National Day for Truth and Reconciliation in Canada
In Canada, September 30 is National Day for Truth and Reconciliation. A new federal statutory holiday is being added to the Canadian calendar. It’s a day for reflection and education, a day to acknowledge the history and honour the memory of those who lost children, family, and lives to colonial policy and practice, particularly around residential schools, and to respect those who continue to suffer the effects of cultural trauma.
Even if you don’t live within the unceded territories now known collectively as Canada, it’s important to know the issues around the need for such a day, since one way or another, what affects one of us, affects all of us.
“This history is not your fault. But it is your responsibility.”
– Nikki Sanchez
Resources for Non-Indigenous Allies
As non-Indigenous allies, it is our job to acknowledge the painful truth, have difficult conversations, and support our Indigenous friends, colleagues and communities. Of course, this takes more than a day — it is a necessary life-long process of actively listening, learning, growing, and accepting that requires humility and courage.
You don’t have to wait until September 30 to get started. What can you do right now?
1. Learn about decolonization.
2. Educate yourself from the Indigenous perspective.
The University of Alberta offers an online course called “Indigenous Canada”, which is a must for gaining basic knowledge and is currently free to audit. (Donations also accepted to provide further quality education.)
3. Listen to leaders in the Indigenous community.
4. Donate to important work being done.
The Indian Residential School Survivors Society, Native Women’s Association of Canada, Safe Water for First Nations, Orange Shirt Day, Inuit Tapiriit Kanatami, Raven Trust, or any other registered Indigenous charity close to home are great places to start.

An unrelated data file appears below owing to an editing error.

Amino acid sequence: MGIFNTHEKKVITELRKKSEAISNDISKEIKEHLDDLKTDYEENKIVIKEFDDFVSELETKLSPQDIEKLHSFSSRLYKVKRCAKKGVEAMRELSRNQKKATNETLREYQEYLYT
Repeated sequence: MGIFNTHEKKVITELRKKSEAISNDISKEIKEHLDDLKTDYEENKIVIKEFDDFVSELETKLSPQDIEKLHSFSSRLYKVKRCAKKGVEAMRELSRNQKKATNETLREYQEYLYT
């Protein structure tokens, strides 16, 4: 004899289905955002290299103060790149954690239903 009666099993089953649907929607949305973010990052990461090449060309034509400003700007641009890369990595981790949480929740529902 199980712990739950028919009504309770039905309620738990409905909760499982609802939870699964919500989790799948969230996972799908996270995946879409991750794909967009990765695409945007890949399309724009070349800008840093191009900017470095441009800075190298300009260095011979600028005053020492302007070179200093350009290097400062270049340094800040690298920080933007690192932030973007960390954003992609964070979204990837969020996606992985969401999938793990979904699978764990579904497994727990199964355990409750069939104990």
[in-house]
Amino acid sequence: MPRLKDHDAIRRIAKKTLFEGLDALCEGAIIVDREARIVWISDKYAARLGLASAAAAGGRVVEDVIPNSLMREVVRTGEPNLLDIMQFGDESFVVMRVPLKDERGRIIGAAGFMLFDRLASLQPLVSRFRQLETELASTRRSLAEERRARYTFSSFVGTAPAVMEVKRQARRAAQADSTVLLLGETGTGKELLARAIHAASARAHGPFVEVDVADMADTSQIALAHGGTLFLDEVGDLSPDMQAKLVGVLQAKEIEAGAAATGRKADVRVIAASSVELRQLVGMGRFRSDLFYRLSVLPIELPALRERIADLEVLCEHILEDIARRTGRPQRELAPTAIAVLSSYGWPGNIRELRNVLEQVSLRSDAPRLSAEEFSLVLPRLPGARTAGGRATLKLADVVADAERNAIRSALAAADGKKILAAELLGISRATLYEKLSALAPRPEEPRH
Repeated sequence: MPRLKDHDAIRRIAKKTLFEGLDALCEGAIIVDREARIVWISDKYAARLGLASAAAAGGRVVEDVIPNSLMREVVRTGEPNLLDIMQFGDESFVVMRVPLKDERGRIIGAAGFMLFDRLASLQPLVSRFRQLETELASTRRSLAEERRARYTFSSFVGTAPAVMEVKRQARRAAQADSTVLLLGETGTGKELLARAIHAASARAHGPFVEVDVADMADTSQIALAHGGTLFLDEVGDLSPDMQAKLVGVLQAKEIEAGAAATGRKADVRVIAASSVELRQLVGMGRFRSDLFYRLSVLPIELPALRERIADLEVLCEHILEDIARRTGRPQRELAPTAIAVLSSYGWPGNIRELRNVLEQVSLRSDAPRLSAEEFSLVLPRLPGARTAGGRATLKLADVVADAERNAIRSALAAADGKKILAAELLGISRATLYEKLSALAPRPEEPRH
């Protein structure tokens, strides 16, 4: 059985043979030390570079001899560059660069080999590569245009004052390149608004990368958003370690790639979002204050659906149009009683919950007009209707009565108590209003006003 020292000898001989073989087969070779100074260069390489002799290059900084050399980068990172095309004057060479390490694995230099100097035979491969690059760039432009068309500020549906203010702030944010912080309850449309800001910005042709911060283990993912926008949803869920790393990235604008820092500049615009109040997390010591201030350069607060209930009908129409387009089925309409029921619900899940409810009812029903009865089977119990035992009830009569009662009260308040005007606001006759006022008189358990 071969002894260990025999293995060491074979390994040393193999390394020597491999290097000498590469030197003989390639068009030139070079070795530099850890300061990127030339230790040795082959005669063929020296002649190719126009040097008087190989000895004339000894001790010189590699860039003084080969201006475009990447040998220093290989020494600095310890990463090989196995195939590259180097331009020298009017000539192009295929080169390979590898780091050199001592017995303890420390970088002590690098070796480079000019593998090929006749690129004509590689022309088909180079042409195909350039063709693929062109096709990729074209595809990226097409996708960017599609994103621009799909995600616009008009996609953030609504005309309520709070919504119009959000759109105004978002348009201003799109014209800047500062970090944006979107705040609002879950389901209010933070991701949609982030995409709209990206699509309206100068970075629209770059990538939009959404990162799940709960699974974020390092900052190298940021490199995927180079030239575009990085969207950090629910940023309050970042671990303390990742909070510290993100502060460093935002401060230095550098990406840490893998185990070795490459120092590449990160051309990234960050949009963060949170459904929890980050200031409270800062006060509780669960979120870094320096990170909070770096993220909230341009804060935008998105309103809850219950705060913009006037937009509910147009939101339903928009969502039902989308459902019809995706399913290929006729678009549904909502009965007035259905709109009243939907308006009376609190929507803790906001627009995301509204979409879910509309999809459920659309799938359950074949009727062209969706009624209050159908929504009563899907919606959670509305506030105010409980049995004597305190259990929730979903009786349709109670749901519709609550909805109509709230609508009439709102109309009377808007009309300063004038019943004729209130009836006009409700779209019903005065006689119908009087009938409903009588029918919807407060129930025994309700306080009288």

5. Purchase your Orange Shirt.
It is important that the sale is to an Indigenous business or creator, NOT a big-box store. Try @mikmaqprinting, @indigenousnotions, @awasisboutique, @decolonialclothing, @red.rebel.armour, @49dzine, @nishtees, @wolfpackapparelca, @shenativegoods, @north.west.origins (Note: many places are already low on stock, so don’t delay getting yours!)
Lake Louise was originally named Ho-Run-Num-Nay (meaning “lake of little fishes”) by the Stoney First Nations people (located in the unceded territory now known as Banff, Canada). Photo: Flytographer in Banff.
6. Choose Indigenous-made when shopping.
Use #indigenousowned or #indigenousbusiness to source on Instagram. Some makers we 🧡 : @motherearthessentials, @cheekbonebeauty, @sisters_sage, @lodgesoycandles, @satyaorganic, @skwalwenbotanicals, @manitobah, @morning.star.designs, @erinferrantebeads, @yukonsoapscompany, @lofttan, @nuwuvi.beads, @bearblossomdesigns, @birchbarkcoffee, @indigo_arrows, @bisonstar @billieebeauty, @beampaints
7. Attend local events to show support and learn more about what you can do.
Research events and resources that are being offered in your community on September 30 and beyond, and schedule into your calendar the ones you can attend. Don’t forget to wear your Orange Shirt!
Speaker, educator and course teacher, Deanne Hupfield, wears traditional Indigenous Regalia. Photo: Cheekbone Beauty.
Supporting Indigenous Communities
Learn, learn some more, and then share what you’ve learned, keeping your conversation open and active, so we can ALL benefit from the effects of providing safe spaces and platforms for our Indigenous communities.